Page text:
## An introduction to the Problem Solving Maps

The Example-Conclusion Map is used to learn basic rules. The idea is for the instructor to develop and provide three examples of the application of a rule (without giving the specific rule to students). Students are asked to try to find a pattern based on the examples, which is basically a verbalization of the rule in the students own words. Students are then asked to prepare their own example to verify their findings.

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Once students have learned the basic rules related to the specific topic, teachers can use the Multi-Rule Map (see figure 2) to attack multi-rule problems. The problem is written in the initial point and then a rule (learned with the previous map) is used to move the problem to the next step. The rule is written in the cloud next to the box. The process is repeated by picking a new rule until the problem is completed.

Once students have learned the basic rules related to the specific topic, teachers can use the Multi-Rule Map (see figure 2) to attack multi-rule problems. The problem is written in the initial point and then a rule (learned with the previous map) is used to move the problem to the next step. The rule is written in the cloud next to the box. The process is repeated by picking a new rule until the problem is completed.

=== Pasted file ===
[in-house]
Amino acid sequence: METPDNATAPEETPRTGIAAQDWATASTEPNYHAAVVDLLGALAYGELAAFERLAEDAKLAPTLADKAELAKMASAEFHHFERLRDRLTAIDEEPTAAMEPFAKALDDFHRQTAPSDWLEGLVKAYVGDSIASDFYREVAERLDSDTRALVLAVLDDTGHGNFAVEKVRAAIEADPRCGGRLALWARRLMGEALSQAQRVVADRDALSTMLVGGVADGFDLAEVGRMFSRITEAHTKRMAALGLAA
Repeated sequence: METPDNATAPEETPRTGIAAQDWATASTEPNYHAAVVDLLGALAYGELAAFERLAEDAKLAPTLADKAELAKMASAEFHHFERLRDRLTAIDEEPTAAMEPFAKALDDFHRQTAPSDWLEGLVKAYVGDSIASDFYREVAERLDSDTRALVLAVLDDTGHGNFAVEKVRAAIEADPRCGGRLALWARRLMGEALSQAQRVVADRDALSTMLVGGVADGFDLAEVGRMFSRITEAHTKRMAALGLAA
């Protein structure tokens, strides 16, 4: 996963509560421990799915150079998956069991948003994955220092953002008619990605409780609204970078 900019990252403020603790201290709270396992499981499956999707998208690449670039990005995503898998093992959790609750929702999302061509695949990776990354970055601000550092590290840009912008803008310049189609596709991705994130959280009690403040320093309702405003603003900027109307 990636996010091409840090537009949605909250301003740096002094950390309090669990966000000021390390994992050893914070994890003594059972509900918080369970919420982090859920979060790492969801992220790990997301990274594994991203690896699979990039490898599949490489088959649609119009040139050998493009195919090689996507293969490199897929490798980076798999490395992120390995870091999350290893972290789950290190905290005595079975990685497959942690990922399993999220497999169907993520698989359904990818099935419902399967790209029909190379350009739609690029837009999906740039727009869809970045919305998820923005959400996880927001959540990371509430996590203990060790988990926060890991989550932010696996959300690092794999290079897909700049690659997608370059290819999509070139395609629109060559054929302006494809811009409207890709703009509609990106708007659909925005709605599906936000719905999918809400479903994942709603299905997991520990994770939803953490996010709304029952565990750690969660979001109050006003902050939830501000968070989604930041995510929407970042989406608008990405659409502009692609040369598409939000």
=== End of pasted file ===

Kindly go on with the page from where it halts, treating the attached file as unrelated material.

The last Problem Solving Map is the Math-Breaker Map. There is not a specific template for this tool because it depends on the problem being solved but the basic idea of the tool is depicted in figure 3. The map breaks down the problem into smaller steps. Each step is given in a box that contains instructions and blank spaces for the student to do that step. The arrows represent prerequisites, a step with the arrow pointing to it means that all previous steps must be completed first. Examples of problems that can be presented using this map include, long formulas (such as the quadratic equation), structured processes (e.g. solving systems of equations), and word problems.